– Brans Ds
    Apr 25, 2013 at 11:34

I'll suggest you to read Patric Smacchia's articles on that subject :

CC.Net VS projects rely on the copy local reference assembly option set to true. [...] Not only this increase significantly the compilation time (x3 in the case of NUnit), but also it messes up your working environment. Last but not least, doing so introduces the risk for versioning potential problems. Btw, NDepend will emit a warning if it founds 2 assemblies in 2 different directories with the same name, but not the same content or version.

The right thing to do is to define 2 directories $RootDir$\bin\Debug and $RootDir$\bin\Release, and configure your VisualStudio projects to emit assemblies in these directories. All project references should reference assemblies in the Debug directory.

You could also read this article to help you reduce your projects number and improve your compilation time.

  • 1
    I wish I could recommend Smacchia's practices with more than one upvote! Reducing the number of projects is key, not splitting the solution. May 17, 2011 at 20:43

I suggest having copy local = false for almost all projects except the one that is at the top of the dependency tree. And for all the references in the one at the top set copy local = true. I see many people suggesting sharing an output directory; I think this is a horrible idea based on experience. If your startup project holds references to a dll that any other project holds a reference to you will at some point experience an access\sharing violation even if copy local = false on everything and your build will fail. This issue is very annoying and hard to track down. I completely suggest staying away from a shard output directory and instead of having the project at the top of the dependency chain write the needed assemblies to the corresponding folder. If you don't have a project at the "top," then I would suggest a post-build copy to get everything in the right place. Also, I would try and keep in mind the ease of debugging. Any exe projects I still leave copy local=true so the F5 debugging experience will work.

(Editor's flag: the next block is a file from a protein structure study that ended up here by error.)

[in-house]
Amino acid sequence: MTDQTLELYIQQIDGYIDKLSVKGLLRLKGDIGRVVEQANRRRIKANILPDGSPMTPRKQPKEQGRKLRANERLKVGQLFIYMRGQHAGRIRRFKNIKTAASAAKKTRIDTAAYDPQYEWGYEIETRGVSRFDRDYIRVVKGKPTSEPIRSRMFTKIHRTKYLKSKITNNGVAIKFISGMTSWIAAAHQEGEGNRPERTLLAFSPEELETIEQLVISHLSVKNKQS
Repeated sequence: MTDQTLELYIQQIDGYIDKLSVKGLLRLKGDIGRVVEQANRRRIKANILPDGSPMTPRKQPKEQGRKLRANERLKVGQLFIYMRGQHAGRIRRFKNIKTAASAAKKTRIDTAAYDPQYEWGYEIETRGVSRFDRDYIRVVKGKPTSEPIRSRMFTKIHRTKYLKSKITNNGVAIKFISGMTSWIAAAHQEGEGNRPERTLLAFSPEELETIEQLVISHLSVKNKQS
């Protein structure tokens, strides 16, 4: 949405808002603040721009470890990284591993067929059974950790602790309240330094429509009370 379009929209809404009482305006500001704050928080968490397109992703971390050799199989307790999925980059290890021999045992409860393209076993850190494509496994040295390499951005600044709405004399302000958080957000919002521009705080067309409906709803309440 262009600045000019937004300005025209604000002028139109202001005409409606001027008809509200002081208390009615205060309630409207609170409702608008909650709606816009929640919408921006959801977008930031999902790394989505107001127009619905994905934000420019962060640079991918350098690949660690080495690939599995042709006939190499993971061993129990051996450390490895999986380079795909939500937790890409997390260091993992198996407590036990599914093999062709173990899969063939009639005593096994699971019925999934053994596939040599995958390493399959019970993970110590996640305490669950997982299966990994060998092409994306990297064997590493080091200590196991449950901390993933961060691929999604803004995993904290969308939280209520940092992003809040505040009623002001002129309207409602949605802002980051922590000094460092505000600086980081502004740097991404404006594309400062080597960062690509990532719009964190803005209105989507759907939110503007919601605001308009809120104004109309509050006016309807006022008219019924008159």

• 2
    I had this same idea and was hoping to find someone else who thought the same way here; however, I'm curious why this post doesn't have more upvotes. People who disagree: why do you disagree?
    – bwerks
    May 6, 2013 at 16:22
  • No that can't happen unless the same project is building twice, why would it get overwritten\access\sharing violation if its built once and doesn't copy any files?
    – paulm
    Nov 19, 2015 at 11:49
  • This. If the development workflow requires building one project of the sln, while another project-exectutable of the solution is running, having everything in the same output directory will be a mess. Much better to separate executable output folders in this case.
    – Martin Ba
    Oct 3, 2018 at 14:38

You are correct. CopyLocal will absolutely kill your build times. If you have a large source tree then you should disable CopyLocal. Unfortunately it not as easy as it should be to disable it cleanly. I have answered this exact question about disabling CopyLocal at How do I override CopyLocal (Private) setting for references in .NET from MSBUILD. Check it out. As well as Best practices for large solutions in Visual Studio (2008).

Here is some more info on CopyLocal as I see it.

CopyLocal was implemented really to support local debugging. When you prepare your application for packaging and deployment you should build your projects to the same output folder and make sure you have all the references you need there.

I have written about how to deal with building large source trees in the article MSBuild: Best Practices For Creating Reliable Builds, Part 2.


In my opinion, having a solution with 100 projects is a BIG mistake. You could probably split your solution in valid logical small units, thus simplifying both maintenance and builds.

  • 1